Companies & Markets

David Stockman: How KKR Stripped The Beds In America’s Largest Hospital Chain With Some Help From Bubbles Ben

“Bernanke’s maniacal money printing after the Lehman event catalyzed a virtual stampede back into the very same risk-asset classes which had been reduced to smoldering ruins,” David Stockman writes. It produced the craziest junk-bond binge of all times, allowing the mega-buyouts from before the crisis to survive and pay rich fees to the LBO lords.

Deluded Optimism in Corporate Earnings Growth (Now Shriveling)

These wildly optimistic estimates of earnings growth that analysts work on so studiously by copying and pasting what companies tell them, or by doing channel checks and poking around the industry, and that companies have to exceed at all costs “on an adjusted basis?” Well, they have been shrinking for 2013 – but only after reality forced them down.

The Undead Corporate Welfare Programs For Automakers

They’re at it again! Originally created by Congress in 2007, the Advanced Technology Vehicle Manufacturing Program provided low-cost government loans that were subsidized, and then in part eaten as we now know, by hapless and strung-out American taxpayers. In 2011, it was left behind as dead, but now the government wants to bring that zombie back.

The Shale by Rail Revolution: A Lasting Phenomenon

The US shale revolution is leaving its marks. In 2009, the US surpassed Russia as the world’s largest producer of natural gas. In May, production exceeded imports for the first time in 16 years. In 2020, the US might overtake Saudi Arabia as the top oil-producing nation. But there aren’t enough pipelines in place to handle it.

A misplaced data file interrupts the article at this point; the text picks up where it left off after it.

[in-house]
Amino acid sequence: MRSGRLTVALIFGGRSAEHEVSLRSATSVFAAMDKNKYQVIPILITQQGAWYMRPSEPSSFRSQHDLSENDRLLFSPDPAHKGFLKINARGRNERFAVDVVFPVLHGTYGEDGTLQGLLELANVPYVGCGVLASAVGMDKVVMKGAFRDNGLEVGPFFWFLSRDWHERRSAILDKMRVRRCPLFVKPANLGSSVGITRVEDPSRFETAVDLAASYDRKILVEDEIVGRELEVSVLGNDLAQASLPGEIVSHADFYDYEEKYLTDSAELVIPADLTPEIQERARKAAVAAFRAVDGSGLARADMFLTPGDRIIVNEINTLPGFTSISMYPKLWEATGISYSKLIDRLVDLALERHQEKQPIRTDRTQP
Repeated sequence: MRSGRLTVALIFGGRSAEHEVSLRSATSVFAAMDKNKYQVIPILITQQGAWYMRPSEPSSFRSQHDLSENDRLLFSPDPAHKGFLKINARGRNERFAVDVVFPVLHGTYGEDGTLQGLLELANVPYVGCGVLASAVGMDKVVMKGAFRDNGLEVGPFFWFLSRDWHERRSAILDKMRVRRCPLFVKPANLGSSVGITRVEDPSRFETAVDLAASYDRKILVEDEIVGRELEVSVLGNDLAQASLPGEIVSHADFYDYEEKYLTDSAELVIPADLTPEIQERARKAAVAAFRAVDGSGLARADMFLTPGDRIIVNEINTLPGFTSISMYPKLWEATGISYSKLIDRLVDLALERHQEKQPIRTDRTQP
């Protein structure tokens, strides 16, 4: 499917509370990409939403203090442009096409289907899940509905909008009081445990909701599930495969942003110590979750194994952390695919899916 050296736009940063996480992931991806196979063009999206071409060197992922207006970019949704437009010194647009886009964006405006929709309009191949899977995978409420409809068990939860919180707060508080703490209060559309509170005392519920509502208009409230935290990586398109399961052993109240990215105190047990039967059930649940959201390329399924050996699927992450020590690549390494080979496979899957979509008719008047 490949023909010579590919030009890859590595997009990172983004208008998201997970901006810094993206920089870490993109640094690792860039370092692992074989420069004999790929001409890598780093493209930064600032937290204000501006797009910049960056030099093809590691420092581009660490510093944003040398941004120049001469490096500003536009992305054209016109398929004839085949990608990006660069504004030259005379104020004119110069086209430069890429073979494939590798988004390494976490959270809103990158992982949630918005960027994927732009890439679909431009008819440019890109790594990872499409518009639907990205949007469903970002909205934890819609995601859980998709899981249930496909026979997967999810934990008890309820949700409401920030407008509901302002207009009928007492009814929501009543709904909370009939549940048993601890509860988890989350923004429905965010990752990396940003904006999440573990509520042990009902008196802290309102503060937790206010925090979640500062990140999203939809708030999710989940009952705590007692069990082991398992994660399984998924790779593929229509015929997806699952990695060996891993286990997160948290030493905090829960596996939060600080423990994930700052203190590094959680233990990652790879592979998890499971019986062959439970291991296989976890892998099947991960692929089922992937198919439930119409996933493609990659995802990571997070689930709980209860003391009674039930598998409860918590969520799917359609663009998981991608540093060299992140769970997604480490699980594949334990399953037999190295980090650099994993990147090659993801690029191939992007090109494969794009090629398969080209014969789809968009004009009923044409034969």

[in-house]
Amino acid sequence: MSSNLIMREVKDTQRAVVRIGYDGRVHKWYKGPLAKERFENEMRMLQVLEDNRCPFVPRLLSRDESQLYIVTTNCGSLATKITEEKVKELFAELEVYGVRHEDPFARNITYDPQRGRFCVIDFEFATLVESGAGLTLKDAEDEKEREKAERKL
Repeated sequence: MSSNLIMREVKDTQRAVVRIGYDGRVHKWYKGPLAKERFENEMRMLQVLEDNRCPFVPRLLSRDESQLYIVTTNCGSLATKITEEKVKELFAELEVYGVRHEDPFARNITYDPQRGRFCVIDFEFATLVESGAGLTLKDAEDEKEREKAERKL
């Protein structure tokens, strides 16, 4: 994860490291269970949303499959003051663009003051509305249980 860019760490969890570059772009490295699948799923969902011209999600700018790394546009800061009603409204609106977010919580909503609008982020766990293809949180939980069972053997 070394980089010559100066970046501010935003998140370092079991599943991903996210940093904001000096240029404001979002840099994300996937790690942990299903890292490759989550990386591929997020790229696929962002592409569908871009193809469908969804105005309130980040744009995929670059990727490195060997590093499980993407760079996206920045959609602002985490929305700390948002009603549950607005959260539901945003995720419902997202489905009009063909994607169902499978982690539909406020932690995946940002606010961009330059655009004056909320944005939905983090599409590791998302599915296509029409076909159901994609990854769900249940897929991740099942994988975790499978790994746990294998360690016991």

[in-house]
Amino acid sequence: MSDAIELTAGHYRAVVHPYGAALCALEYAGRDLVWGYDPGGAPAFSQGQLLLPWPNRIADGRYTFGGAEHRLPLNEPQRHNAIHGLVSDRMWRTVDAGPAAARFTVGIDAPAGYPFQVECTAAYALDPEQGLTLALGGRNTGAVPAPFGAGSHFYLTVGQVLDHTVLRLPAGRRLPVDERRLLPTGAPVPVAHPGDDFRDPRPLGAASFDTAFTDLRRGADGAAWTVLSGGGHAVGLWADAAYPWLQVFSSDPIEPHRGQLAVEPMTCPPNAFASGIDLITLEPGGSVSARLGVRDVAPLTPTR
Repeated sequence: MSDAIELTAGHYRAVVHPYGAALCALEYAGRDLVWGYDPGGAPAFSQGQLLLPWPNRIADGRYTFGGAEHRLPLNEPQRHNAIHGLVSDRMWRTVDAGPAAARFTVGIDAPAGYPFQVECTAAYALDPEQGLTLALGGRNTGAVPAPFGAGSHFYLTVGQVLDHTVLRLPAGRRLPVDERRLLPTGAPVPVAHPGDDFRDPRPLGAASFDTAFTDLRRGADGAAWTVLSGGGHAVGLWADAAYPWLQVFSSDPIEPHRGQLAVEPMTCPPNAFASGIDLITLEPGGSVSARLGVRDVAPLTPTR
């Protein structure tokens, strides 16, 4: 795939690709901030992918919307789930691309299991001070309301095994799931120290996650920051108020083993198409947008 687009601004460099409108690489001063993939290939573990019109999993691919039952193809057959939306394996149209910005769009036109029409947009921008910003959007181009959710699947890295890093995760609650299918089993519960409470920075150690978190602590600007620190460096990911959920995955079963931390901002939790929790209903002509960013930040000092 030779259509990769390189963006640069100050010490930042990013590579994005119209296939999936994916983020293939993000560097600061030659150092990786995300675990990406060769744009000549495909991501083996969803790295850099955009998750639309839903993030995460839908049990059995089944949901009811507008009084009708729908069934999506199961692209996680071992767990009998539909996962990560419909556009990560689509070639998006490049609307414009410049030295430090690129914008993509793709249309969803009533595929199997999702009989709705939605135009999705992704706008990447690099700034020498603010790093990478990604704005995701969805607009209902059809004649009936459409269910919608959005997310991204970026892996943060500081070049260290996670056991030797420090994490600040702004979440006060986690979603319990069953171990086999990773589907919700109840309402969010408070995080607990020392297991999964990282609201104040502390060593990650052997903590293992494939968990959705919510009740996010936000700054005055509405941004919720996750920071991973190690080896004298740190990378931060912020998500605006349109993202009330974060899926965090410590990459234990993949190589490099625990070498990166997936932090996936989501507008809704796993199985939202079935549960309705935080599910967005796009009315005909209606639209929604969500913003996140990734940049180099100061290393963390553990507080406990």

A Very Profitable Part Of Banking Goes Totally To Heck

Refinancing mortgages is phenomenally profitable for banks – one of the few growth sectors actually spawned by the Fed’s herculean efforts to force down long-term interest rates through waves of quantitative easing. Banks went on a hiring binge to shuffle all this paper around and extract fees. But now, with rising rates, that business is getting decimated.

US Tech Companies Raked Over The Coals In China

China is the promised land for our revenue-challenged tech heroes: 1.2 billion consumers, economic growth several times that of the US, and companies splurging on IT. Layer the “cloud” on top, and China is corporate nirvana: a high-growth sector in a high-growth country. Or was nirvana, now that the NSA’s hyperactive spying practices have spilled out.

Cisco CEO Reports Record Sales And “Lumpy” Demand, Just Like In November 2007, A Month Before Stocks Began To Crash

Cisco CEO Chambers gushed with positive vibes during the earnings call: “unbelievably strong results,” he said about the quarter. He talked about record revenues. “We have strong momentum,” he said, “very solid execution.” But he lowered guidance, lamented the debacles in China and Japan, and announced layoffs. Then he uttered the word “lumpy.”

NSA Pricked The “Cloud” Bubble For US Tech Companies

The cloud is a growth industry. And a religion in Silicon Valley: you’re better off with all your data and software stored in a data center somewhere on the planet. It’s a beacon of growth that revenue-challenged global tech giants like Oracle and IBM wave in the faces of antsy investors. But now, they’re going to pay a steep price for their cooperation with the NSA.